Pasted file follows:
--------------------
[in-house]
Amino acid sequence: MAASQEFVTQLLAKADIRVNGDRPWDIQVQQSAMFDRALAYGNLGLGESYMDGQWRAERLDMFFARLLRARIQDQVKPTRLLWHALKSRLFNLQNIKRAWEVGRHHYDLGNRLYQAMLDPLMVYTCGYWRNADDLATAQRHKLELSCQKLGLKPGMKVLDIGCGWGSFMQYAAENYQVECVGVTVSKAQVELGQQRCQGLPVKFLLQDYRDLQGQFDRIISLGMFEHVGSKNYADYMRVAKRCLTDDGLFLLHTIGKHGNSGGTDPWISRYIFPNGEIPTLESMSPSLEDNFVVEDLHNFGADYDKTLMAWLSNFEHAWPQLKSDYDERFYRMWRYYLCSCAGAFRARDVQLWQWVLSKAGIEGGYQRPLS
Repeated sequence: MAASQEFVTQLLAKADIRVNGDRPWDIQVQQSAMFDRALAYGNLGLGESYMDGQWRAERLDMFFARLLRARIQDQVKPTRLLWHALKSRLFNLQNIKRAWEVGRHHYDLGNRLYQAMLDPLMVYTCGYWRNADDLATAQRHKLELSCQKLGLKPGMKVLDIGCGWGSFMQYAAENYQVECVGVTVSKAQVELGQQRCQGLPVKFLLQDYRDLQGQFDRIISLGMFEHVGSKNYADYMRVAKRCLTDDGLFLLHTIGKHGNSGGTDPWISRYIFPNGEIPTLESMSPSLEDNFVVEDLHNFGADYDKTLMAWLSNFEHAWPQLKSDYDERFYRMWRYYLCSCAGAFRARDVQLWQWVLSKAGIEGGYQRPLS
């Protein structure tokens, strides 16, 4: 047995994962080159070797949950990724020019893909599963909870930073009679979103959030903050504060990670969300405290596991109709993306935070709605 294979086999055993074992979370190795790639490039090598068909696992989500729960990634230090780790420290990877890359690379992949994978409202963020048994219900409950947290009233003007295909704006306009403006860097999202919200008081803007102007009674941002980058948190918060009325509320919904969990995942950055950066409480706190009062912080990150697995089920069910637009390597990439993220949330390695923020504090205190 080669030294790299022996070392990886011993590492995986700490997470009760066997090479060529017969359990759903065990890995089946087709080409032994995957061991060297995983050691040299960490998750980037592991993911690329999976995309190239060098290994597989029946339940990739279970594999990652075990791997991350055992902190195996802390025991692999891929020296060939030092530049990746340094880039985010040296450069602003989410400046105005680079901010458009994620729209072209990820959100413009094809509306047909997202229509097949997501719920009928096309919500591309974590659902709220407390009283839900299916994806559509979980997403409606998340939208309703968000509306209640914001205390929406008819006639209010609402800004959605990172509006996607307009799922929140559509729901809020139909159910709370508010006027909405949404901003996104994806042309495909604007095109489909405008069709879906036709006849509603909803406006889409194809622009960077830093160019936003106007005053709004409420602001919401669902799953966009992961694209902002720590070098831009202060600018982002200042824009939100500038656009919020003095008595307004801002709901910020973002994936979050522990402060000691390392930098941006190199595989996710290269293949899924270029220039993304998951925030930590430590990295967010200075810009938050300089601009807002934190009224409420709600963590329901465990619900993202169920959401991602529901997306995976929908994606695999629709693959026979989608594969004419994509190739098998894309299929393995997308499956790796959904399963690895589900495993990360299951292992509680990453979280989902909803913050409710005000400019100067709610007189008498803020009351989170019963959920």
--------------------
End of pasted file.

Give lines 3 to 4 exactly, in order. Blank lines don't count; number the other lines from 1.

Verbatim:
Repeated sequence: MAASQEFVTQLLAKADIRVNGDRPWDIQVQQSAMFDRALAYGNLGLGESYMDGQWRAERLDMFFARLLRARIQDQVKPTRLLWHALKSRLFNLQNIKRAWEVGRHHYDLGNRLYQAMLDPLMVYTCGYWRNADDLATAQRHKLELSCQKLGLKPGMKVLDIGCGWGSFMQYAAENYQVECVGVTVSKAQVELGQQRCQGLPVKFLLQDYRDLQGQFDRIISLGMFEHVGSKNYADYMRVAKRCLTDDGLFLLHTIGKHGNSGGTDPWISRYIFPNGEIPTLESMSPSLEDNFVVEDLHNFGADYDKTLMAWLSNFEHAWPQLKSDYDERFYRMWRYYLCSCAGAFRARDVQLWQWVLSKAGIEGGYQRPLS
């Protein structure tokens, strides 16, 4: 047995994962080159070797949950990724020019893909599963909870930073009679979103959030903050504060990670969300405290596991109709993306935070709605 294979086999055993074992979370190795790639490039090598068909696992989500729960990634230090780790420290990877890359690379992949994978409202963020048994219900409950947290009233003007295909704006306009403006860097999202919200008081803007102007009674941002980058948190918060009325509320919904969990995942950055950066409480706190009062912080990150697995089920069910637009390597990439993220949330390695923020504090205190 080669030294790299022996070392990886011993590492995986700490997470009760066997090479060529017969359990759903065990890995089946087709080409032994995957061991060297995983050691040299960490998750980037592991993911690329999976995309190239060098290994597989029946339940990739279970594999990652075990791997991350055992902190195996802390025991692999891929020296060939030092530049990746340094880039985010040296450069602003989410400046105005680079901010458009994620729209072209990820959100413009094809509306047909997202229509097949997501719920009928096309919500591309974590659902709220407390009283839900299916994806559509979980997403409606998340939208309703968000509306209640914001205390929406008819006639209010609402800004959605990172509006996607307009799922929140559509729901809020139909159910709370508010006027909405949404901003996104994806042309495909604007095109489909405008069709879906036709006849509603909803406006889409194809622009960077830093160019936003106007005053709004409420602001919401669902799953966009992961694209902002720590070098831009202060600018982002200042824009939100500038656009919020003095008595307004801002709901910020973002994936979050522990402060000691390392930098941006190199595989996710290269293949899924270029220039993304998951925030930590430590990295967010200075810009938050300089601009807002934190009224409420709600963590329901465990619900993202169920959401991602529901997306995976929908994606695999629709693959026979989608594969004419994509190739098998894309299929393995997308499956790796959904399963690895589900495993990360299951292992509680990453979280989902909803913050409710005000400019100067709610007189008498803020009351989170019963959920």